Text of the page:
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D&D 5E In Search Of: The 5e Dungeon Master's Guide

hawkeyefan

Legend
Regardless of what others may feel about the 5e DMG, WotC seem to believe that the 5e DMG can be improved with respect to its usefulness to newcomer GMs and Chris Perkins will rewrite/reorganize it with that goal in mind. Others may feel that WotC is doing is unnecessary, but I don't see how trying to make the next DMG more newplayer friendly is a bad thing, but maybe there is some critical point that I am missing about why this is a step in the wrong direction.

Well, I think it's that this version of the game and the DMG are a success because of all the new people the game has brought in!

But more new people? Pssh what do we want even more success?
 

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Maxperson

Morkus from Orkus
Everyone knows three is a magic number.

It is!

Sweetest Day Vintage GIF by Clio Awards
 


Regardless of what others may feel about the 5e DMG, WotC seem to believe that the 5e DMG can be improved with respect to its usefulness to newcomer GMs and Chris Perkins will rewrite/reorganize it with that goal in mind. Others may feel that WotC is doing is unnecessary, but I don't see how trying to make the next DMG more new player friendly is a bad thing, but maybe there is some critical point that I am missing about why this is a step in the wrong direction.
Yes. A lot of posts of the forum (mine included) are just “spitting in the wind”. Yes, it would be great if 5e worked harder to balance the classes across all pillars, but realistically, this is a major change that would involve a lot of errata and rewriting of spells and class features.

But this is different. The DMG IS being rewritten by Chris Perkins. The only question is “what changes should be made?”. So discussions about what people like and dislike in the 2014 DMG have some use.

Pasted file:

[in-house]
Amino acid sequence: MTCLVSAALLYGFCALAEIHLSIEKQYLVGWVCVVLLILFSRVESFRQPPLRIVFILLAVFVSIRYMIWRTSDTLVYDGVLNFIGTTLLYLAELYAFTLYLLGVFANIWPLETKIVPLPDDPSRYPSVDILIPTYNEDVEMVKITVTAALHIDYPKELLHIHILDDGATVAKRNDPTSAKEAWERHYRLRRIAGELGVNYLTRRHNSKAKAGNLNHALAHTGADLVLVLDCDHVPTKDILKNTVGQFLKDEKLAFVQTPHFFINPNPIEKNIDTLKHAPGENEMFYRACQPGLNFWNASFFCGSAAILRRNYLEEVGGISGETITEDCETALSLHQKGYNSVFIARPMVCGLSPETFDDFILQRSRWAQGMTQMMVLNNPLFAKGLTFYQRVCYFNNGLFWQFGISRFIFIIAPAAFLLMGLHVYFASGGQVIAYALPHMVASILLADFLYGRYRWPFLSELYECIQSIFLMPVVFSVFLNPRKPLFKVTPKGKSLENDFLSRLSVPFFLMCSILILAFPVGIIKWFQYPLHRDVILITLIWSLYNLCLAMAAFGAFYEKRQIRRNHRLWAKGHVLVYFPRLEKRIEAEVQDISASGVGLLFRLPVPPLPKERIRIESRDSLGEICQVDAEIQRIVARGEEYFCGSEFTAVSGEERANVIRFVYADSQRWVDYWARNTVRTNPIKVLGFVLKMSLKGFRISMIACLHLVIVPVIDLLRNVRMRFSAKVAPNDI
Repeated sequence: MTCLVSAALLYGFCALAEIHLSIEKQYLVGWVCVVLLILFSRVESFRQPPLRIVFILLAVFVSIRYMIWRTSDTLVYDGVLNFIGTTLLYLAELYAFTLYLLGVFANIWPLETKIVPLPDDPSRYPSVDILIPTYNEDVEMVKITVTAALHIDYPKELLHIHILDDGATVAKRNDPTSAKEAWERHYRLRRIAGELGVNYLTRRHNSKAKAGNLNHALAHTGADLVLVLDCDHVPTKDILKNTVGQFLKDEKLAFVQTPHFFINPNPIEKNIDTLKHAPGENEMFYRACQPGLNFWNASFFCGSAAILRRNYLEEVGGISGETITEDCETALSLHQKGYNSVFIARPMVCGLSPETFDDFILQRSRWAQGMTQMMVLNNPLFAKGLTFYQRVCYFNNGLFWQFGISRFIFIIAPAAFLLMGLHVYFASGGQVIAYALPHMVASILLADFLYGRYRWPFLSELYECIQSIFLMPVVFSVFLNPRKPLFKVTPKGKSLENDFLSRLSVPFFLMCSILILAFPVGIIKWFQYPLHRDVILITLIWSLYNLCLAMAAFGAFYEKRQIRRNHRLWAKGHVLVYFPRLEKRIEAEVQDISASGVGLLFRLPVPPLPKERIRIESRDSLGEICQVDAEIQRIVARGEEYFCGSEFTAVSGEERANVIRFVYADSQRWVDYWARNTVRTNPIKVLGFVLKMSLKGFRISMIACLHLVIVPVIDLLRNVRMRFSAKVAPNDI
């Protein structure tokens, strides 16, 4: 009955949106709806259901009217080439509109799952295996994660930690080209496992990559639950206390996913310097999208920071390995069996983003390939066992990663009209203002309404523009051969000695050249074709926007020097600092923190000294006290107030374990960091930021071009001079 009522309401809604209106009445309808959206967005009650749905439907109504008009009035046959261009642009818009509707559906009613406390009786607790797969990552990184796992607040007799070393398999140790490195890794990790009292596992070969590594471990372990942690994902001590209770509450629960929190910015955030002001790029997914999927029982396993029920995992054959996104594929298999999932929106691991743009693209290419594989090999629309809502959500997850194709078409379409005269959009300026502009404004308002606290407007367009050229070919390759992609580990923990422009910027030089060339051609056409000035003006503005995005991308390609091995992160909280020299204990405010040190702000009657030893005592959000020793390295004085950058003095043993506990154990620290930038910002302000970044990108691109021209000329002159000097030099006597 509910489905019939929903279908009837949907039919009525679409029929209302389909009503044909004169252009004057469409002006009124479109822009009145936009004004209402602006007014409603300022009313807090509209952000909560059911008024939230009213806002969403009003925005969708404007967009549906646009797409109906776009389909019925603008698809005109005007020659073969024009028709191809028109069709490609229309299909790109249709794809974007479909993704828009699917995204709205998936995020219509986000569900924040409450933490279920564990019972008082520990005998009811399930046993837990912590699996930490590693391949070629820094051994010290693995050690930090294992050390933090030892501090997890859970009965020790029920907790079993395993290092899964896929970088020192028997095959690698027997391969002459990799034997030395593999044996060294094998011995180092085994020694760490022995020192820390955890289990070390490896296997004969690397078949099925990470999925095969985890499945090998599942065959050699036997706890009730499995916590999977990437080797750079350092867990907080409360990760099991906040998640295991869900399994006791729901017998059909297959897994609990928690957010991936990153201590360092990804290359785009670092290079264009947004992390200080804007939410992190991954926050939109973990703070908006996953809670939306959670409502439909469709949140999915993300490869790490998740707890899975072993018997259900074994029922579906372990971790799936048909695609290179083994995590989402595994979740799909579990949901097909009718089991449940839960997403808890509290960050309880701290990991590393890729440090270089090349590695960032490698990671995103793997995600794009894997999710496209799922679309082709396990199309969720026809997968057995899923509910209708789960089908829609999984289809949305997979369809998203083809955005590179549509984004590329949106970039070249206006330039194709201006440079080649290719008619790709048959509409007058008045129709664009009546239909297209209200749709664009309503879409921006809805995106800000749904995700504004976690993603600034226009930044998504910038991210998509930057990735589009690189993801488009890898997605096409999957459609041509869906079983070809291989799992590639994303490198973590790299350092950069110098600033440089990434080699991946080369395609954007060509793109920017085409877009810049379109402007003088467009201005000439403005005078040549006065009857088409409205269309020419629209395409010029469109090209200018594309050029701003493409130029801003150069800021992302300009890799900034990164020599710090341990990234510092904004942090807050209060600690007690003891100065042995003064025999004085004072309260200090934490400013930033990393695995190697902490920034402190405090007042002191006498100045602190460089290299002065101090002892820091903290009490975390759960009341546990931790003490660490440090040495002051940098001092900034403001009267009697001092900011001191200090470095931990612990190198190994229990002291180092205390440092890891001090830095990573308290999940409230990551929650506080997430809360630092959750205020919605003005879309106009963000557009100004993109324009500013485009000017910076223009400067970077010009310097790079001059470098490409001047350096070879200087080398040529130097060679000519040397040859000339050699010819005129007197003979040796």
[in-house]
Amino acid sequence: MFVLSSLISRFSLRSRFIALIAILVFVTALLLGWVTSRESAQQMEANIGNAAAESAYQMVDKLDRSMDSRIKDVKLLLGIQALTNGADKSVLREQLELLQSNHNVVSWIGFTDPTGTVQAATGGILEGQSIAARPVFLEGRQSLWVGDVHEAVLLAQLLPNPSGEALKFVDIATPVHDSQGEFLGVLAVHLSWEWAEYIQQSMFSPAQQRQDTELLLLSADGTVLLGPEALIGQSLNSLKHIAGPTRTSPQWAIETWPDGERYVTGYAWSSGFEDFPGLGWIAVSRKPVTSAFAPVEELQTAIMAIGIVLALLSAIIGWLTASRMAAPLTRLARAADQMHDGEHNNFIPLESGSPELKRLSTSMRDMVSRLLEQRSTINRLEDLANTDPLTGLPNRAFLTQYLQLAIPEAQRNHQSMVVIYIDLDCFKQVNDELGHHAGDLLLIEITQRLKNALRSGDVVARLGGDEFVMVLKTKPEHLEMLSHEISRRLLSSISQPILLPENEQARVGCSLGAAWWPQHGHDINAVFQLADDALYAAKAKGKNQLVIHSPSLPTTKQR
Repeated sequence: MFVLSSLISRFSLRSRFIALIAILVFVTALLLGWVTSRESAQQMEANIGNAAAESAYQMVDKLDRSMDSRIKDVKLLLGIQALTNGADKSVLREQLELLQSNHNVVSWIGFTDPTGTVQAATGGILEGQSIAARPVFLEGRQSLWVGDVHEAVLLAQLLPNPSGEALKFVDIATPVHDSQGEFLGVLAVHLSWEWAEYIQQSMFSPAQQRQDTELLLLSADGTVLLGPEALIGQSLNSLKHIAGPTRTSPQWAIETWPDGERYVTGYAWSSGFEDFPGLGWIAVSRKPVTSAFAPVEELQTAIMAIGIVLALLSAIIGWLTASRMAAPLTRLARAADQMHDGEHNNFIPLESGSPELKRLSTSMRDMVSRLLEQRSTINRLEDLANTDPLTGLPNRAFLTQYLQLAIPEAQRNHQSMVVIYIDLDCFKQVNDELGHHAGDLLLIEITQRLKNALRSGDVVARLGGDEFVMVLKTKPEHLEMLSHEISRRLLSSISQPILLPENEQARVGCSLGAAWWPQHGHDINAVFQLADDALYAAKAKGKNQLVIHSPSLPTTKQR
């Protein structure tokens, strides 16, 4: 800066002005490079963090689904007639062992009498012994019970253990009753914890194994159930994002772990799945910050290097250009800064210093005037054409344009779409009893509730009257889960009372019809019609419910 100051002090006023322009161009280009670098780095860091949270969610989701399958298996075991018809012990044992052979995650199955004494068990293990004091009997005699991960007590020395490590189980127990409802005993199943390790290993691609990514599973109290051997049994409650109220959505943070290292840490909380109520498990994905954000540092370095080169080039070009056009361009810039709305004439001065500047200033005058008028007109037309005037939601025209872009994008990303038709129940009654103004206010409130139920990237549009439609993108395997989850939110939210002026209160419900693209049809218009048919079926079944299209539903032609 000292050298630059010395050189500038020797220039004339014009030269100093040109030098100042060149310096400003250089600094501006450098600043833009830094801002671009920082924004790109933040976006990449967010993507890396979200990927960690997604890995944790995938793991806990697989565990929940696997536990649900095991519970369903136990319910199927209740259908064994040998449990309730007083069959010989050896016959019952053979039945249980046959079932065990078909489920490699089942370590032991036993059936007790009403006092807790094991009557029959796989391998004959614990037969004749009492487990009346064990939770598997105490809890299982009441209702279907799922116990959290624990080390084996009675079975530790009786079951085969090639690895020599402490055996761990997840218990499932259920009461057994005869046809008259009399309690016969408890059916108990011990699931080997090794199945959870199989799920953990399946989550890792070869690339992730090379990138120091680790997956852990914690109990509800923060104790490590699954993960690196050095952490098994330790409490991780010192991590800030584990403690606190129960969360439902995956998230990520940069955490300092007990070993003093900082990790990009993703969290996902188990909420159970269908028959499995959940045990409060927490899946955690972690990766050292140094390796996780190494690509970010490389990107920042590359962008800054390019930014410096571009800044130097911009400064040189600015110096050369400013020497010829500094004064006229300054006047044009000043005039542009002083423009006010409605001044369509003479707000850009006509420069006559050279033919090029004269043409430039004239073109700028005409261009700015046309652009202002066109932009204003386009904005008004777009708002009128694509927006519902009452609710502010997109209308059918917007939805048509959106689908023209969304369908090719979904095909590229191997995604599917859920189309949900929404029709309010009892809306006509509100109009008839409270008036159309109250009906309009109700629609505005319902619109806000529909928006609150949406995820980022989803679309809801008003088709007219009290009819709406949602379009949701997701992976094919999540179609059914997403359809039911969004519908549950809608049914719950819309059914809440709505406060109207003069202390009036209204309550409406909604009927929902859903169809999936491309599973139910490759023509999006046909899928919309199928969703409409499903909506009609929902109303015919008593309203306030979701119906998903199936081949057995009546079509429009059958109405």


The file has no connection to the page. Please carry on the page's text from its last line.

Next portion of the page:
There is also a secondary point: the DMG SHOULD be rewritten. The 2014 DMG was written for the 2014 D&D market: sure, WotC wanted to reach out to “boys aged 10-14”, but the larger part of the 2014 D&D market was players of BECMI, AD&D, 3rd ed., Pathfinder and 4th ed., most of which were from late 20s to late 50s.

The 2023 D&D market looks very different from the 2014 market. There are a lot more girls and women, more minorities, and crucially, due to the success of 5e, the majority of the market probably started with 5e. It skews a lot younger, and their perception of D&D has been shaped a lot more by CR than Jack Vance or Chainmail.

Stuff in the 2014 DMG that isn’t used by most of the market can probably be dropped. Very few games reach high levels (and the planar cosmology doesn’t even exist in some campaign settings), so planar travel may be dropped. I suspect that the 10 pages of tables for randomizing settlements awkwardly stuck in the middle of the book will also likely be dropped.

But it’s not just about the 2023 market. It’s also about what else is being done at WotC and in the industry. Will 2023 DMG keep the Honour and Renown variant rule? Probably not if it gets reprinted in greater detail in Dragonlance. Same thing for variant rules on gritty play or hexcrawling if WotC announces Greyhawk and sticks the rules in there.

Clocks are big on the RPG scene, so we may see D&D’s take on clocks in the 2023 DMG.
 

Oofta

Legend
I've always been of the opinion that no game can be all things to all people. The DMG should probably be more narrowly focused rather than giving so many different options for how to play the game. It would be more useful to new DMs I think.
I'm not sure I could disagree much more. Every DM and group has to find their own groove and what works for me and mine may not work for you and yours. I think emphasizing that flexibility is part of the appeal of 5E. For example when it comes to the role of the dice I'd be frustrated with a table where overcoming every obstacle came down to a dice roll. On the other hand I want investment skill proficiencies to mean something. I'm glad they talk about the extremes and explain a middle ground.

If you narrowly focus on one style that doesn't happen to fit, DMs will think they're doing it wrong just because someone somewhere thought that particular style was best.
 

I'm happy to hear the DMG is being re-written. I don't need a new version of it, but even though I find it useful, I haven't needed the 5E DMG to run my 5E games. (not really). But making it more useful for new DMs is a good thing. IMO, it is by far the weakest of the core 3 books. IMO, the success of 5E is not because the existing DMG is a great book (its not), but because the system is good, the PHB is good, LMoP is good, and society was ready for a good and accessible version of D&D.
 

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